35% of new Disney+ originals based on existing IP – What’s happening on Disney Plus
One of the many complaints about Disney+ Originals is how the majority of shows and movies have either been sequels, prequels or reboots of established franchises. Just this month alone, we’ve seen “The Santa Clause” series return with a new series, along with the upcoming “Willow” series, based on a popular 1980s film.
And according to some recent data released by a new survey from Ampere Analysis, across all the different streaming services in the US, 64% of original scripted programming in the first half of 2022 came from pre-existing intellectual properties (IPs).
While you might think that Disney+ would top the list, focusing on Marvel and Star Wars titles, Apple+ had the most original content based on an existing franchise, with 53% of its content. Netflix had the lowest share on the chart, with just 32% of its original programming based on existing IP.
Disney+ was actually only slightly behind Netflix, with only 35% of its content coming from established franchises. Compared to 2020, Disney+ had 60% of its new original content tied to original franchises.
It’s also worth noting that this data is based on US streaming services, as internationally on Disney+ there are many more original releases that are usually released on Hulu, which didn’t even make it onto this chart, as very few of the originals are based on established IP.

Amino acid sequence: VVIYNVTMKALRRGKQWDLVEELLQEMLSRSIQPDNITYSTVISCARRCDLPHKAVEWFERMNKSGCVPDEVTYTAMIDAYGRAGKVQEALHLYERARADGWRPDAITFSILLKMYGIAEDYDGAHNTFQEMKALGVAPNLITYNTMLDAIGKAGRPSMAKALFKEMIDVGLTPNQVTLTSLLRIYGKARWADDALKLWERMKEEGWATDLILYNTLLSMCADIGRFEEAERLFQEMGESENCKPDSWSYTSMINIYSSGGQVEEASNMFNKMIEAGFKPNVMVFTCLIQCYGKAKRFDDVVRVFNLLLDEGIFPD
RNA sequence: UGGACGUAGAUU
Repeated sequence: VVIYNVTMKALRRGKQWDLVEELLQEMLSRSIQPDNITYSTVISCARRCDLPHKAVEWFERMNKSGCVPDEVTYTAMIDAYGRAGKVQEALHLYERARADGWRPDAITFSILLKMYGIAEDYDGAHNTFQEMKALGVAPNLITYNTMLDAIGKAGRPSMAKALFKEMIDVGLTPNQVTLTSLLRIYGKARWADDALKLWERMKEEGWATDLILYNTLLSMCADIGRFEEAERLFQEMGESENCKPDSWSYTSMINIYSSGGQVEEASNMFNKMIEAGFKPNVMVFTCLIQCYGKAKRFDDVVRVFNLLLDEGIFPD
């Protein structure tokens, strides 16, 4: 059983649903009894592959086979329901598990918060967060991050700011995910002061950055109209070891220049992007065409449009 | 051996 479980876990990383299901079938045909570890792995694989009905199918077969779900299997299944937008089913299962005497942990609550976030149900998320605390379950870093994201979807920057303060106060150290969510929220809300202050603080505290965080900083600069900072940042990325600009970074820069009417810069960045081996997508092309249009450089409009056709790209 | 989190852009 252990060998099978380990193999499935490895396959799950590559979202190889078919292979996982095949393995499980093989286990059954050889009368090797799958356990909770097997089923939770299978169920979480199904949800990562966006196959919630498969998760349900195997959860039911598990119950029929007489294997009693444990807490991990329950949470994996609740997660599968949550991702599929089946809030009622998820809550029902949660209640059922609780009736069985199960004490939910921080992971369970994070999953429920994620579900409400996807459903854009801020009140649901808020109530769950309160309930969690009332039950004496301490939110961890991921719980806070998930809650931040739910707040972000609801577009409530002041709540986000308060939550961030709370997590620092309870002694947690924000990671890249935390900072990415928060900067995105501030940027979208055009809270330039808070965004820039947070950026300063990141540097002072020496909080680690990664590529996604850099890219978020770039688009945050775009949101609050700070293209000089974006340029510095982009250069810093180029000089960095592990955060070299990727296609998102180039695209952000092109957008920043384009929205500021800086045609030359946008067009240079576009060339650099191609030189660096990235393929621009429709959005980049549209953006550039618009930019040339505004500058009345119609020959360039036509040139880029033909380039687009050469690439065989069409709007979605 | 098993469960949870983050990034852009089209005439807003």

Ampere analyst Cyrine Amors said:
“An increasingly competitive streaming landscape has pushed Originals to the center of SVOD content strategies, and the leading players have increased their investment in commissions. As a result, investment in original content has grown from a quarter of their total content spend in 2019 to over half this year .
With such significant budgets available but also at stake, leading global streamers are increasingly turning to pre-existing IP and recognizable franchises and brands to attract and retain subscribers, mitigating the risks associated with adopting originals. Drawing on pre-existing IP takes advantage of established and successful content and is more likely to attract subscriber attention and positive reception than new branded content.”
Many complain that Disney relies too heavily on its established franchises, but in reality, people are much more likely to watch something they’re already aware of.